5. Why is it not possible to have a machine with 100%
efficiency?

6. What is effort force? What is work input? Explain the
relationship between effort force, effort distance, and
work input.
45
Practice Questions
1. Explain who is doing more work and why: a bricklayer carrying bricks
and placing them on the wall of a building being constructed, or a project
supervisor observing and recording the progress of the workers from an
observation booth. Work is defined as a force applied to an object, moving
that object a distance in the direction of the applied force. The bricklayer is
doing more work.
2. How much work is done in pushing an object 7.0 m across a floor with a
force of 50 N and then pushing it back to its original position? How much
power is used if this work is done in 20 sec? Work = 7 m X 50 N X 2 = 700
N-m or J; Power = 700 N-m/20 sec = 35 W
3. Using a single fixed pulley, how heavy a load could you lift?Since a fixed
lift?
pulley has a mechanical advantage of one, it will only change the direction
of the force applied to it. You would be able to lift a load equal to your own
weight, minus the negative effects of friction.

46
Practice Questions
4. Give an example of a machine in which friction is both an advantage and a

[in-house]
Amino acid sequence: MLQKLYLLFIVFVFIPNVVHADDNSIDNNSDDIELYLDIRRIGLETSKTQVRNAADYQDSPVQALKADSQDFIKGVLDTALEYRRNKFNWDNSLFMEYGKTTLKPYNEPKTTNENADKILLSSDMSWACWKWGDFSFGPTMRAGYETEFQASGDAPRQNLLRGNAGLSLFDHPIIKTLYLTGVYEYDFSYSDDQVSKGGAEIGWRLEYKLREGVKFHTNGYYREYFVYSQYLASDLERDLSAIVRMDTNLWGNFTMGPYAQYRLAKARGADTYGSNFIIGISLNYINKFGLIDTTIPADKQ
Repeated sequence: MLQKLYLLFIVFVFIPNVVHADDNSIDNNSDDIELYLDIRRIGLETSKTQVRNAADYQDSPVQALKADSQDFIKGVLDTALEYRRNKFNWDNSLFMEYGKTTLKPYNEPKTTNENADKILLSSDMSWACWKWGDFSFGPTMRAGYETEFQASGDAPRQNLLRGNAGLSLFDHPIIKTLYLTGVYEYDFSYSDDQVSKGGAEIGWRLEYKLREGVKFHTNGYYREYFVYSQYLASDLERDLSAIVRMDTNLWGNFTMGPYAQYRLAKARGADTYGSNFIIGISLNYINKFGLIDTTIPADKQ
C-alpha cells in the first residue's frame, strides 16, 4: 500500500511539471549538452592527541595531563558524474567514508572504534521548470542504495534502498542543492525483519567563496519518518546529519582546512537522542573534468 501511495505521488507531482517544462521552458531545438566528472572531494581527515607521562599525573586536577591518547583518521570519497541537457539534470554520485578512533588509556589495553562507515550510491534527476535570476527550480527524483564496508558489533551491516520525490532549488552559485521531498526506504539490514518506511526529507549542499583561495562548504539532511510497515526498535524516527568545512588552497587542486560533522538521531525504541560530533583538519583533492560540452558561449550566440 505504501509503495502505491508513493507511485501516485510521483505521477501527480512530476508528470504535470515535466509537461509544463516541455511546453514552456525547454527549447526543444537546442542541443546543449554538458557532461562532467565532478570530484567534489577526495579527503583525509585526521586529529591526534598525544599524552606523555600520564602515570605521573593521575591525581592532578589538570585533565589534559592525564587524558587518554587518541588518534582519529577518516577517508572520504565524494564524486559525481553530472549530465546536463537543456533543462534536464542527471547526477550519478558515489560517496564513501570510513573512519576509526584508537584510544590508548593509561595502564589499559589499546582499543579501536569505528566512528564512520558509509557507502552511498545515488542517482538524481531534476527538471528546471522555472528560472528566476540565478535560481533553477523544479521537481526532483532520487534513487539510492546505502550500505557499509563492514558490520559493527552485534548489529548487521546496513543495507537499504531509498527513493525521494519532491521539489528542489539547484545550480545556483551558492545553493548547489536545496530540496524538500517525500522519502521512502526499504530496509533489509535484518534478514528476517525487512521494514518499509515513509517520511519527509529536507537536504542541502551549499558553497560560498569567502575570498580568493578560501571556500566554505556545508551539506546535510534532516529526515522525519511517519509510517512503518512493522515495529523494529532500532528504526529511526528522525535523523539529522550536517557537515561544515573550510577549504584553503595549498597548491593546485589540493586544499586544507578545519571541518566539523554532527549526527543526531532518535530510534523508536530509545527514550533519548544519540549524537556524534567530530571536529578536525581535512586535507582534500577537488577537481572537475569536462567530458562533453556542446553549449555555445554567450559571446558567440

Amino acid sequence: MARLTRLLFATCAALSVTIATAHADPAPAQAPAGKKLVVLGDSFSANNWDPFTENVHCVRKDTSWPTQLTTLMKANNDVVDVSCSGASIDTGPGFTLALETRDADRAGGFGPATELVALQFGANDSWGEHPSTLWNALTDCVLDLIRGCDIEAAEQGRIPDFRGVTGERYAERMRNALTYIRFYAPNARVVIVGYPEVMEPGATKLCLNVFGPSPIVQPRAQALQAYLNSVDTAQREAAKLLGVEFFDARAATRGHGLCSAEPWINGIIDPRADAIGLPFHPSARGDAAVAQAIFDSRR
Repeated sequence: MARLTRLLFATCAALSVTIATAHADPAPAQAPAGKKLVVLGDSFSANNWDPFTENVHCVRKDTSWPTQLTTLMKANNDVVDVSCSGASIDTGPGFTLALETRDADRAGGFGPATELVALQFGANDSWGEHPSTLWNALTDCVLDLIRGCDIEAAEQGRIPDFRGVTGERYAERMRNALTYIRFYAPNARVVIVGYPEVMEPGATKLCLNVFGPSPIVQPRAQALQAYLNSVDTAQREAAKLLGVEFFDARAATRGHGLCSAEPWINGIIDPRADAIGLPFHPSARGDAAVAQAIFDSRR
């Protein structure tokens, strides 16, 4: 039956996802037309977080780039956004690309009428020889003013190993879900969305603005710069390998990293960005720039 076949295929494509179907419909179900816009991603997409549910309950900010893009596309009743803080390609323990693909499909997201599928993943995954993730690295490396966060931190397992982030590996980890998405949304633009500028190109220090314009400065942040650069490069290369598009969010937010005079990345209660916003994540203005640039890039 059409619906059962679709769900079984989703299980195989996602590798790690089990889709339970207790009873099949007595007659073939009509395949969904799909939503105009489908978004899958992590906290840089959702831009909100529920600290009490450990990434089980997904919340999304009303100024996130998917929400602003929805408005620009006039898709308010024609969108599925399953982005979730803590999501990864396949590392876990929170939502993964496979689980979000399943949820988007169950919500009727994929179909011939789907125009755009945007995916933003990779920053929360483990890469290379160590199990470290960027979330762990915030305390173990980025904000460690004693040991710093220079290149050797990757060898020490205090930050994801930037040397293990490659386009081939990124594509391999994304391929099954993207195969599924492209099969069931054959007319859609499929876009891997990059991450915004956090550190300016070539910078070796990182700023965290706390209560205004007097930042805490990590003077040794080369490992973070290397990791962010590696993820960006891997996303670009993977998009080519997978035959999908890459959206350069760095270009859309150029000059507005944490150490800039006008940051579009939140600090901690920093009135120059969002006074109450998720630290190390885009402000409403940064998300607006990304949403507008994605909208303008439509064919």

disadvantage. One answer might be the use of a car jack. Advantage of
friction: It allows a car to be raised to a desired height without slipping.
Disadvantage of friction: It reduces efficiency.

5. Why is it not possible to have a machine with 100% efficiency? Friction
lowers the efficiency of a machine. Work output is always less than work
input, so an actual machine cannot be 100% efficient.
6. What is effort force? What is work input? Explain the relationship between
effort force, effort distance, and work input. The effort force is the force
applied to a machine. Work input is the work done on a machine. The work
input of a machine is equal to the effort force times the distance over which
the effort force is exerted.

47

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Work and simple_machines